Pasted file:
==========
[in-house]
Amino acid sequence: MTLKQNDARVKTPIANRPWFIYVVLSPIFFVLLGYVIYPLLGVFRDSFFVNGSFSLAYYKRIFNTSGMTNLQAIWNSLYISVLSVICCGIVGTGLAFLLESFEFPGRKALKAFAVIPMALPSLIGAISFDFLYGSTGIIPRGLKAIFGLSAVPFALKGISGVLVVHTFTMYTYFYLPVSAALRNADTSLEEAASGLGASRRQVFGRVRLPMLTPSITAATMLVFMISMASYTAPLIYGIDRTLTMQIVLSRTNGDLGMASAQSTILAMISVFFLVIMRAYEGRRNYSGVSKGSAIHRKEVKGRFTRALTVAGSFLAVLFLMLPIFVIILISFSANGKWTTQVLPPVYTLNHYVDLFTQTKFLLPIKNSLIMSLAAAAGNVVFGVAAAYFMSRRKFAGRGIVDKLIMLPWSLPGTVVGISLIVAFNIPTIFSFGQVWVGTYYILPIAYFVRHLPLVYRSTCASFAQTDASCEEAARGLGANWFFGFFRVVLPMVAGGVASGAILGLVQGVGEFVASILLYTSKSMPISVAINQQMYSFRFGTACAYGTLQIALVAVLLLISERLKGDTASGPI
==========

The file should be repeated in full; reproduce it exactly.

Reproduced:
[in-house]
Amino acid sequence: MTLKQNDARVKTPIANRPWFIYVVLSPIFFVLLGYVIYPLLGVFRDSFFVNGSFSLAYYKRIFNTSGMTNLQAIWNSLYISVLSVICCGIVGTGLAFLLESFEFPGRKALKAFAVIPMALPSLIGAISFDFLYGSTGIIPRGLKAIFGLSAVPFALKGISGVLVVHTFTMYTYFYLPVSAALRNADTSLEEAASGLGASRRQVFGRVRLPMLTPSITAATMLVFMISMASYTAPLIYGIDRTLTMQIVLSRTNGDLGMASAQSTILAMISVFFLVIMRAYEGRRNYSGVSKGSAIHRKEVKGRFTRALTVAGSFLAVLFLMLPIFVIILISFSANGKWTTQVLPPVYTLNHYVDLFTQTKFLLPIKNSLIMSLAAAAGNVVFGVAAAYFMSRRKFAGRGIVDKLIMLPWSLPGTVVGISLIVAFNIPTIFSFGQVWVGTYYILPIAYFVRHLPLVYRSTCASFAQTDASCEEAARGLGANWFFGFFRVVLPMVAGGVASGAILGLVQGVGEFVASILLYTSKSMPISVAINQQMYSFRFGTACAYGTLQIALVAVLLLISERLKGDTASGPI